is always imperfect in relation to another, as black in relation to
white, and bitter in relation to sweet. And in this way good and evil
are said to be genera not simply, but in regard to contraries;
because, as every form has the nature of good, so every privation, as
such, has the nature of evil.
Reply Obj. 2: Good and evil are not constitutive differences except
in morals, which receive their species from the end, which is the
object of the will, the source of all morality. And because good has
the nature of an end, therefore good and evil are specific
differences in moral things; good in itself, but evil as the absence
of the due end. Yet neither does the absence of the due end by itself
constitute a moral species, except as it is joined to the undue end;
just as we do not find the privation of the substantial form in
natural things, unless it is joined to another form. Thus, therefore,
the evil which is a constitutive difference in morals is a certain
good joined to the privation of another good; as the end proposed by
the intemperate man is not the privation of the good of reason, but
the delight of sense without the order of reason. Hence evil is not a
constitutive difference as such, but by reason of the good that is
Reply Obj. 3: This appears from the above. For the Philosopher speaks
there of good and evil in morality. Because in that respect, between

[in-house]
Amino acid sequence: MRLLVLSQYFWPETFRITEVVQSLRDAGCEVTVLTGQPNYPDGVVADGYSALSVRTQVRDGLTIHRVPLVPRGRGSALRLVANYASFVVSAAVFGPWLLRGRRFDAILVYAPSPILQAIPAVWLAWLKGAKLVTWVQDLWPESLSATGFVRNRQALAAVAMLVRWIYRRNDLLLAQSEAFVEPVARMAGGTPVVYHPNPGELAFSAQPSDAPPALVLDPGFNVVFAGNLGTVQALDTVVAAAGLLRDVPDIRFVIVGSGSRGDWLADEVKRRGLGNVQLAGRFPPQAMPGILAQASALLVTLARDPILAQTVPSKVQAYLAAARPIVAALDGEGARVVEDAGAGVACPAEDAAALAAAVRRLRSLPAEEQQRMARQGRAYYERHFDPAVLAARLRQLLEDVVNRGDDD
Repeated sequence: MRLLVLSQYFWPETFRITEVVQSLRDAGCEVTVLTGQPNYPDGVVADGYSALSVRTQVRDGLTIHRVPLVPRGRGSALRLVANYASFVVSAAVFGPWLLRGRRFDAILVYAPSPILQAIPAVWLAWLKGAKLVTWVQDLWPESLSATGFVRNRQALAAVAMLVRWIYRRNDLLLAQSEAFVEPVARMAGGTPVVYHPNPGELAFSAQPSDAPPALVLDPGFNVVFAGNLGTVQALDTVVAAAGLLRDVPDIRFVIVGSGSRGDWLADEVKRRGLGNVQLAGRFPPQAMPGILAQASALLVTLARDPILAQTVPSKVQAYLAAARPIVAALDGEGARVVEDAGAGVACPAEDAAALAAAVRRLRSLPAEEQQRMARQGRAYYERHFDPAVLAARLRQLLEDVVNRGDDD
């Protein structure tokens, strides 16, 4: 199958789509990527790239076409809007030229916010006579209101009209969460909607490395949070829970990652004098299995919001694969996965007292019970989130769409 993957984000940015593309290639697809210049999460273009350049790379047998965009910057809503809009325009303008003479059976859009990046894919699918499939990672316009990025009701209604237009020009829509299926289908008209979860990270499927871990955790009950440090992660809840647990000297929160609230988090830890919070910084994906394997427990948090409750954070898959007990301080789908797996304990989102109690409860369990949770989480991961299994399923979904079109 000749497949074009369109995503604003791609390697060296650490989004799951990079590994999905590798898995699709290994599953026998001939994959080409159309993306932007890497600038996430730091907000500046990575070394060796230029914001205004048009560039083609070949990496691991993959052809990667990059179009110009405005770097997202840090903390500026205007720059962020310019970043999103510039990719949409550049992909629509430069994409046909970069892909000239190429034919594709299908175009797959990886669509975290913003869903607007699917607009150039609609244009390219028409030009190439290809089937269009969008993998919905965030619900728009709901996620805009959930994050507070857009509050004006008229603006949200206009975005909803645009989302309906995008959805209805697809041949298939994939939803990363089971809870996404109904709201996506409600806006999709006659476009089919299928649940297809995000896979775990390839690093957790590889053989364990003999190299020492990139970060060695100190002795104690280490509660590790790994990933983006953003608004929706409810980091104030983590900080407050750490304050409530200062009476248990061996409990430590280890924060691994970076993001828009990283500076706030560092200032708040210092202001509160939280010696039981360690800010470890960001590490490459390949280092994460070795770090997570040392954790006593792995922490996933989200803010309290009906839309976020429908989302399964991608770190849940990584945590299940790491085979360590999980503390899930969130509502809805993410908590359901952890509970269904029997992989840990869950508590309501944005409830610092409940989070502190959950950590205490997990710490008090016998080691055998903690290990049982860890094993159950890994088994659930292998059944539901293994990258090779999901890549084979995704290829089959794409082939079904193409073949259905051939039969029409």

good and evil there is a medium, as good is considered as something
rightly ordered, and evil as a thing not only out of right order, but
also as injurious to another. Hence the Philosopher says (Ethic. iv,
i) that a "prodigal man is foolish, but not evil." And from this evil
in morality, there may be a return to good, but not from any sort of
evil, for from blindness there is no return to sight, although
blindness is an evil.
Reply Obj. 4: A thing is said to act in a threefold sense. In one
way, formally, as when we say that whiteness makes white; and in that
sense evil considered even as a privation is said to corrupt good,
forasmuch as it is itself a corruption or privation of good. In
another sense a thing is said to act effectively, as when a painter
makes a wall white. Thirdly, it is said in the sense of the final
cause, as the end is said to effect by moving the efficient cause.
But in these two ways evil does not effect anything of itself, that
is, as a privation, but by virtue of the good annexed to it. For
every action comes from some form; and everything which is desired as
an end, is a perfection. And therefore, as Dionysius says (Div. Nom.
iv): "Evil does not act, nor is it desired, except by virtue of some
good joined to it: while of itself it is nothing definite, and beside
the scope of our will and intention."
Reply Obj. 5: As was said above, the parts of the universe are
ordered to each other, according as one acts on the other, and
according as one is the end and exemplar of the other. But, as was
said above, this can only happen to evil as joined to some good.
Hence evil neither belongs to the perfection of the universe, nor
does it come under the order of the same, except accidentally, that
is, by reason of some good joined to it.
SECOND ARTICLE [I, Q. 48, Art. 2]
Whether Evil Is Found in Things?
Objection 1: It would seem that evil is not found in things. For
whatever is found in things, is either something, or a privation of
something, that is a "not-being." But Dionysius says (Div. Nom. iv)
that "evil is distant from existence, and even more distant from